There is no sign that threat actors will stop exploiting identity. With identity-based vulnerabilities increasing as a result of recent technology advancements, businesses are quickly learning how to keep their networks secure. An essential component of this process will be the development of new approaches to Identity and Access Management (IAM).
People verify their identities so often that actions like giving out Personally Identifiable Information (PII) and verifying a login attempt have become second nature. All of them serve as reminders that identity is the cornerstone of cybersecurity and can, therefore, be used by hackers as a major attack vector. Multifactor Authentication and password managers are just a couple of the solutions that can stop hackers from infiltrating companies and stealing critical data using the identities of their victims. However, these tools aren’t as widely used as they should be since identity protection is frequently siloed, putting entire networks at risk from a single entry point.
Due to this, many businesses are pursuing a more thorough security architecture that will enable them to systematize their Identity Access Management and simultaneously fight numerous threat vectors.
Today, cybersecurity platforms of companies have to be more automated, adaptive, and distributed, which is why they are increasingly implementing adaptable IAM systems that provide protection at every level.
Identity Is a Major Attack Vector
Cybercriminals target IAM systems for a variety of reasons, including their vulnerability to user behavior, the multiplicity of attack vectors provided by fragmented cloud apps, and the ease with which threat actors can breach entire networks with a single access point. It’s not surprising that the top action variation in breaches, according to the “2022 Verizon Data Breach Investigations Report,” is the use of stolen credentials.
The increase in devices and cloud-based services used by employees for work, and the continued emphasis on hybrid and remote work, make this challenge even more essential. Siloed IAM systems have grown even riskier when employees log in to their work accounts from remote offices and all over the world, sometimes utilizing unprotected Wi-Fi.
The Risks of Siloed IAM and Poor Cybersecurity Hygiene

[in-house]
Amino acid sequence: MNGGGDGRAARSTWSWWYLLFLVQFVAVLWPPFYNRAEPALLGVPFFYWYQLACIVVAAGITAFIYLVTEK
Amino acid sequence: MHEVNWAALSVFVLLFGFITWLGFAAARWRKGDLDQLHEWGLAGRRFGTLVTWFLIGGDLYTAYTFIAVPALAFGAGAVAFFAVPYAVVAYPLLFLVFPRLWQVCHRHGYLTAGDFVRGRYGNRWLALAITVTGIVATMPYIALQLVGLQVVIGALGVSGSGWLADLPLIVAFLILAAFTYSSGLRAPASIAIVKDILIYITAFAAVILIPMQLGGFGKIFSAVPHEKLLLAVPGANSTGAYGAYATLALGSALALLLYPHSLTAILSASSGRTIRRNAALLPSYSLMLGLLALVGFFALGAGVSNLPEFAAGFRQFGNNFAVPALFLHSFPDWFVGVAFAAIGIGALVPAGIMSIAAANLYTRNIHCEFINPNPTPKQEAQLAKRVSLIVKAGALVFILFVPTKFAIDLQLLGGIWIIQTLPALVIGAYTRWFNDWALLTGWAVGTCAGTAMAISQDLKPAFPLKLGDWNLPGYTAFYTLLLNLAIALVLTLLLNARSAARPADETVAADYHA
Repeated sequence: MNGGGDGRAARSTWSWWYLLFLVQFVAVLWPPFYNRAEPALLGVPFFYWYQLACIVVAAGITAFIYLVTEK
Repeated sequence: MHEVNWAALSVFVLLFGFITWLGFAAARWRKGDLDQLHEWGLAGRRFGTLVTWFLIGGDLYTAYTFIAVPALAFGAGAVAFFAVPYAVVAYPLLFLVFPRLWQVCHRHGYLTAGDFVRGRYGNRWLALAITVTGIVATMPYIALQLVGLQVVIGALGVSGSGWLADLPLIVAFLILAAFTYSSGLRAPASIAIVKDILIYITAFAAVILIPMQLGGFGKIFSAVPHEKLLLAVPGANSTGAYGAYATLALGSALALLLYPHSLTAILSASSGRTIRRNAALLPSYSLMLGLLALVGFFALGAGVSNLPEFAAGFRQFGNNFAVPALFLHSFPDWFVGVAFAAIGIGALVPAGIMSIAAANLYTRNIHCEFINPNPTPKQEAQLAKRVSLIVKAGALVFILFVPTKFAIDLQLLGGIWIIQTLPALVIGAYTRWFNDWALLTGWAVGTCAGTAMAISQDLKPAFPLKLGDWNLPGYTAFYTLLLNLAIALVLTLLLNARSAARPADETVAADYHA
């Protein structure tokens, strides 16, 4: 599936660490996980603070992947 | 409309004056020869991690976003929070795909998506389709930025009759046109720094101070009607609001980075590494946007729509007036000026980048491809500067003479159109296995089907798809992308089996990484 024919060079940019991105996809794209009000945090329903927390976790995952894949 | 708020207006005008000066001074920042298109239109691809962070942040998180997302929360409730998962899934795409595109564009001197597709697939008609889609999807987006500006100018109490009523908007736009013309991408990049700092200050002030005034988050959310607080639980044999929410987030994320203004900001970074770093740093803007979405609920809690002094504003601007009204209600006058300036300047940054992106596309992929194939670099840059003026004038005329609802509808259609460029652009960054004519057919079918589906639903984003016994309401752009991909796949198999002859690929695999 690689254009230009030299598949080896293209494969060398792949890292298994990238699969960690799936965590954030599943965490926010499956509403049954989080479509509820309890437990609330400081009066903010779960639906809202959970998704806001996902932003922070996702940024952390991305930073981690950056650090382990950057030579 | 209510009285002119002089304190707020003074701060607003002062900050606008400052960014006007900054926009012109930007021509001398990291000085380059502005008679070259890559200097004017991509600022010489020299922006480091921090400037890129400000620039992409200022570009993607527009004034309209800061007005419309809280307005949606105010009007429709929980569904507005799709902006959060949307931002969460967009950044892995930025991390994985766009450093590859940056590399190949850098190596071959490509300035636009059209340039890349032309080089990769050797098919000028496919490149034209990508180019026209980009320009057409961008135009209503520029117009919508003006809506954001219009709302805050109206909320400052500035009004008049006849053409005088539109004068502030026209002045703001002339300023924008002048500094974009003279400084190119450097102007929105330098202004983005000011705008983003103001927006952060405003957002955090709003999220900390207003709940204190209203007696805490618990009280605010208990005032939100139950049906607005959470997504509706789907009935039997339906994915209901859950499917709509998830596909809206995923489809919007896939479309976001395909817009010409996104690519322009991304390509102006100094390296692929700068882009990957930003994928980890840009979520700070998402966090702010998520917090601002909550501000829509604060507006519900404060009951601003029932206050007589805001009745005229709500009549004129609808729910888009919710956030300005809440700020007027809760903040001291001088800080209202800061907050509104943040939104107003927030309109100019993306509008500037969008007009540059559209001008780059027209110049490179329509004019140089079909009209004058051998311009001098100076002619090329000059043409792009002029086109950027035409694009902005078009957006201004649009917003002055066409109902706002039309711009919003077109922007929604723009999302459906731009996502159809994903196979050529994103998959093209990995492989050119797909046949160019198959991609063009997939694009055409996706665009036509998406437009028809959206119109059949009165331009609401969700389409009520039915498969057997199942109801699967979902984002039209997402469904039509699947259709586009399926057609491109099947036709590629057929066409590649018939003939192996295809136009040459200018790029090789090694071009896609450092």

One of the biggest cybersecurity risks that any business faces is human behavior, and a weak IAM security architecture is one of the key causes. IAM is more crucial than ever in a time when businesses use multiple clouds together with a wide variety of devices and apps. However, depending on individual users and disjointed security measures significantly raise the risk of a compromise.
Many employees fail to use the numerous digital tools that can make applications and other cloud-based services safer. Developing protocols for the entire range of apps and devices that employees use is expensive and ineffective, and it is impractical for businesses to redevelop all of their legacy applications to comply with new security requirements. Because they lack the standardized, robust security architecture required to safeguard their networks and systems, many businesses feel stuck with a status quo that makes them vulnerable to cyber-attacks. But as IAM frameworks quickly evolve, this perception is changing.
The Development of Orchestrated IAM
Distributed workforces, digitization, and a plethora of cloud-based apps are just a few of the factors that are causing enterprises to review their IAM frameworks. Although these advancements ought to encourage businesses to develop IAM systems that are more adaptive, coherent, and comprehensive, however, they often have the opposite effect. Companies are making even more erratic decisions as they try to keep up with new technological advancements and the evolving cyber-threat scenario.
Businesses should evolve their IAM infrastructure to make it more resilient, secure, distributed, and composable. To address the question of who has access to what, the company should construct an identity fabric with a standards-based connector structure across various computing environments, regardless of where the resources and users are situated. A unified and orchestrated platform that enables businesses to improve identity security across users and apps is the solution to siloed IAM solutions.